Special Counsel Issues Reminder That Agencies Cannot Gag Whistleblowers

Lawmakers challenge alleged Trump directives, citing protected disclosures.

With many federal employees chafing at new Trump administration clampdowns on unauthorized communications, the Office of Special Counsel on Wednesday issued a reminder of the anti-gag order provision in the 2012 Whistleblower Protection Enhancement Act.

That law says agencies “cannot impose nondisclosure agreements and policies that fail to include required language that informs employees that their statutory right to blow the whistle supersedes the terms and conditions of the nondisclosure agreement or policy,” the agency noted.

“We’ve been getting a lot of questions in the last few days about the anti-gag provision,” OSC spokesman Nick Schwellenbach told Government Executive. “Federal employees are protected for making disclosures of wrongdoing, including threats to public health and safety.”

As U.S. Code Title 5, Section 2302 (b) states, anti-retaliation protections explicitly shield employees for blowing the whistle on any effort to “distort, misrepresent, suppress” or otherwise censor any government “research, analysis or technical information” that the employee reasonably believes could, among other things, pose a substantial and significant threat to public health or safety or constitute a violation of law, rule or regulation.”

The Trump orders--which the White House has downplayed—include a memo from managers at the Environmental Protection Agency freezing contracts and grants, but also instructing employees not to discuss the issue. The directive reportedly added that the agency would no longer issue press releases, post blog entries, and review external speaking engagements and webinars, and would block any new information from being published on its website.

Democratic House members blasted Trump’s alleged directives Thursday in a letter to White House Counsel Donald McGahn, demanding that they be corrected. “For more than a century, Congress has protected the rights of federal employees to communicate with Congress about waste, fraud and abuse in the executive branch,” wrote Reps. Elijah Cummings, D-Md., and Frank Pallone Jr., D-N.J., ranking members of the Oversight and Government Reform and the Energy and Commerce panels.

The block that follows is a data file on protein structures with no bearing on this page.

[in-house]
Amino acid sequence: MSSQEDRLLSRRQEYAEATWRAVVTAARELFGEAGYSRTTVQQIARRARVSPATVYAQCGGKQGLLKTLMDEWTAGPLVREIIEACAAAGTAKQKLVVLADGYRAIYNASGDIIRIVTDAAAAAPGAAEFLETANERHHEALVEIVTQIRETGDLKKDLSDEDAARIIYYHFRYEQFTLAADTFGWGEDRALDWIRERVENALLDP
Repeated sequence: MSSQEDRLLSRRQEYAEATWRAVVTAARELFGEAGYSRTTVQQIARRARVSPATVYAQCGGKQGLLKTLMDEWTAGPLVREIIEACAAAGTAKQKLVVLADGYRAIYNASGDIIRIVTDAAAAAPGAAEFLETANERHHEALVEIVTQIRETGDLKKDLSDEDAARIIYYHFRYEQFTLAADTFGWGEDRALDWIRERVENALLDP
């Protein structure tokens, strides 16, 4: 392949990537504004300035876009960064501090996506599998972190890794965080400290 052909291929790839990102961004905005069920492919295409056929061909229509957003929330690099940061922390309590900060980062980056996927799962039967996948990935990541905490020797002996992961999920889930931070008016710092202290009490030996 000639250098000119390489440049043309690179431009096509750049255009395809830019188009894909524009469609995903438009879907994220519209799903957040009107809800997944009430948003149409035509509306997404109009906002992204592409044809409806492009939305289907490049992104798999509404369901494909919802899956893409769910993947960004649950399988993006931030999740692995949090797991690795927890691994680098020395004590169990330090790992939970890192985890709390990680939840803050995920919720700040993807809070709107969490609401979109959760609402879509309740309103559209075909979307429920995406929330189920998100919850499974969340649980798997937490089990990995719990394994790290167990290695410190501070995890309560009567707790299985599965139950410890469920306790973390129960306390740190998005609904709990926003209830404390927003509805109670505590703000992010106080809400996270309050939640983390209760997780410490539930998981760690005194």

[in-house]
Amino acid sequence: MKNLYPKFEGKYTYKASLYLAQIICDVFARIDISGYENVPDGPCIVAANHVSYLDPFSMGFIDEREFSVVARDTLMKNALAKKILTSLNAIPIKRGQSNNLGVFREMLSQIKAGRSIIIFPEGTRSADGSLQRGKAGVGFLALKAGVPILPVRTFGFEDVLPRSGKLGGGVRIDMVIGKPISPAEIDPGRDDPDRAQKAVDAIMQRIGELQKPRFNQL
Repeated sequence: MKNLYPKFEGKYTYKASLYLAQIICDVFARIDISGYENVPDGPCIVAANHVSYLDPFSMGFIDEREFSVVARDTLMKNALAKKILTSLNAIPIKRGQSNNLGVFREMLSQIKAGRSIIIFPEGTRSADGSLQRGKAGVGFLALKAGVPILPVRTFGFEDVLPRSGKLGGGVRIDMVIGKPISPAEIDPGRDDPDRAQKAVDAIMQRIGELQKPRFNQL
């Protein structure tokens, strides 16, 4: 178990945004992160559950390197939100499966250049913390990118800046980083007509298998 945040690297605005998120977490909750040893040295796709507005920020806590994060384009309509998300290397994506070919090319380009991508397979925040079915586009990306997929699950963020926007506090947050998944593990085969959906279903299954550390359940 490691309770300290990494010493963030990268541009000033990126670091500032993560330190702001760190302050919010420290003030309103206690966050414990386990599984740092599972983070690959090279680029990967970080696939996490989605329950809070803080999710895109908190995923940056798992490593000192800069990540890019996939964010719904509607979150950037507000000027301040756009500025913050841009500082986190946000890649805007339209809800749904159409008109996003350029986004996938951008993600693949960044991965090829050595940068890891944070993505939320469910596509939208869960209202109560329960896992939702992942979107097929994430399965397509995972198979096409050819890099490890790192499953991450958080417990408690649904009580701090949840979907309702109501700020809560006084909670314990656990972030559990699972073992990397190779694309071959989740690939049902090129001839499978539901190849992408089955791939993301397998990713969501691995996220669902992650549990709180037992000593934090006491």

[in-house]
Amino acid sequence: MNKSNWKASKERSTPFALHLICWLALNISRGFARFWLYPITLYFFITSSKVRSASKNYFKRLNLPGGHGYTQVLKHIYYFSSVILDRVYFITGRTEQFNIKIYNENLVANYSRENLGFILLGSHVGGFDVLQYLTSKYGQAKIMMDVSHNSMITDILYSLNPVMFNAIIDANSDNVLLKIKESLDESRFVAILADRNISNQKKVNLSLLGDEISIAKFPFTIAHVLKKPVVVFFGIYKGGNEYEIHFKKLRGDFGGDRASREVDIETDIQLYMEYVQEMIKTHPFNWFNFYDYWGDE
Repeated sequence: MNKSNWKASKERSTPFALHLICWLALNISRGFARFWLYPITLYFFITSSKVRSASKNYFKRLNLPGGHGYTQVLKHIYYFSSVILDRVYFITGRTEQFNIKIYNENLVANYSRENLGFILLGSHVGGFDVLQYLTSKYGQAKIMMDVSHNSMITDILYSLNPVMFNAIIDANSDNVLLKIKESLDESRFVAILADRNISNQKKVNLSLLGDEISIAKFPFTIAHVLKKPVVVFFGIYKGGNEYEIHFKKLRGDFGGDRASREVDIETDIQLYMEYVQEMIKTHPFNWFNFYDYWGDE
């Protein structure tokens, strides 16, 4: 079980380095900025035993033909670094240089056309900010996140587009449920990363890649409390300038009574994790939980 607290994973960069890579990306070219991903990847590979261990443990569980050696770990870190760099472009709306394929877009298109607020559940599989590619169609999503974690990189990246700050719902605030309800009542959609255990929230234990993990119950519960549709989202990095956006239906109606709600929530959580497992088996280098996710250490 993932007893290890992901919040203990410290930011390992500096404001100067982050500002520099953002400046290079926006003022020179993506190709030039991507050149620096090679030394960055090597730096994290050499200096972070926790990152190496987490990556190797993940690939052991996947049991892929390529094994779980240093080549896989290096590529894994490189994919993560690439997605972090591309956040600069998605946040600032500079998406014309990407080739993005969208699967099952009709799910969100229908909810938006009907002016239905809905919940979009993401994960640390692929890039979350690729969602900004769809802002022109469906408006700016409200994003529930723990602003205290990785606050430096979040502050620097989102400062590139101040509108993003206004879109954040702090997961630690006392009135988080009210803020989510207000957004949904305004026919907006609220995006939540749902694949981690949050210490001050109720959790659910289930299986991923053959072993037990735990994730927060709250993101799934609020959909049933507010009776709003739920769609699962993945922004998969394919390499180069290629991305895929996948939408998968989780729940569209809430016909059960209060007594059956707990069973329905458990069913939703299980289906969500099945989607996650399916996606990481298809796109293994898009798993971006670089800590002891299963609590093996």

“Because of the magnitude of these problematic directives, we request that the president issue an official statement making clear to all federal employees that they have the right to communicate with Congress and that he and his administration will not silence or retaliate against whistleblowers,” the lawmakers said.

In addition to the 2012 whistleblower law, the letter cited the 2016 Consolidated Appropriations Act, and U.S. Code Title 5, Section 7211, “which was enacted in 1912 to protect the rights of federal employees to communicate with Congress.” 

Whistleblower advocates acknowledged that all transitions require temporary changes in communications procedures, but warned that efforts to suppress hard information on health and safety are illegal. “Blanket bans on communication with Congress or the public are crude, clumsy policies that threaten to keep us all in the dark,” wrote Project on Government Oversight program manager Sean Moulton and POGO policy associate Emily Manna in a Thursday blog post, in which they admitted that the gag-rule reports are based on unconfirmed leaks. “New communication policies should be issued in the light of day and carefully crafted to acknowledge the vital information agencies provide and comply with legal requirements.”

The Special Counsel’s statement said, “Federal employees may erroneously believe that a nondisclosure policy, form or agreement nullifies their whistleblower rights.” Since 2013, the agency has issued 33 corrective actions in agency communications to require mention of the whistleblower protections.

Examples of violations from 2016 that OSC remedied included:

  • A supervisor in the Homeland Security Department’s Office of Professional Responsibility emailed his staff and directed them not to communicate with inspector general auditors, stating that “We need to have one voice.”           
  • A high-level engineer at the Energy Department’s Hanford Site disclosed that a contractor’s shoddy work created a significant threat to public health and substantial cost overruns. He also disclosed inadequate Energy Department oversight of that contractor. During OSC’s investigation, OSC learned that employees on certain projects were being forced to sign nondisclosure agreements, many of which lacked the required WPEA language.         
  • Two police officers with the Federal Emergency Management Agency disclosed alleged misconduct by a supervisor to a Justice Department investigator. FEMA disciplined both officers based on a FEMA directive, which prohibited employees from disclosing information related to certain types of misconduct to any individual or office other than the DHS inspector general.          

Correction: The initial version of this story failed to identify Emily Manna as a co-author of the blog post with Sean Moulton. The story has been updated to reflect that.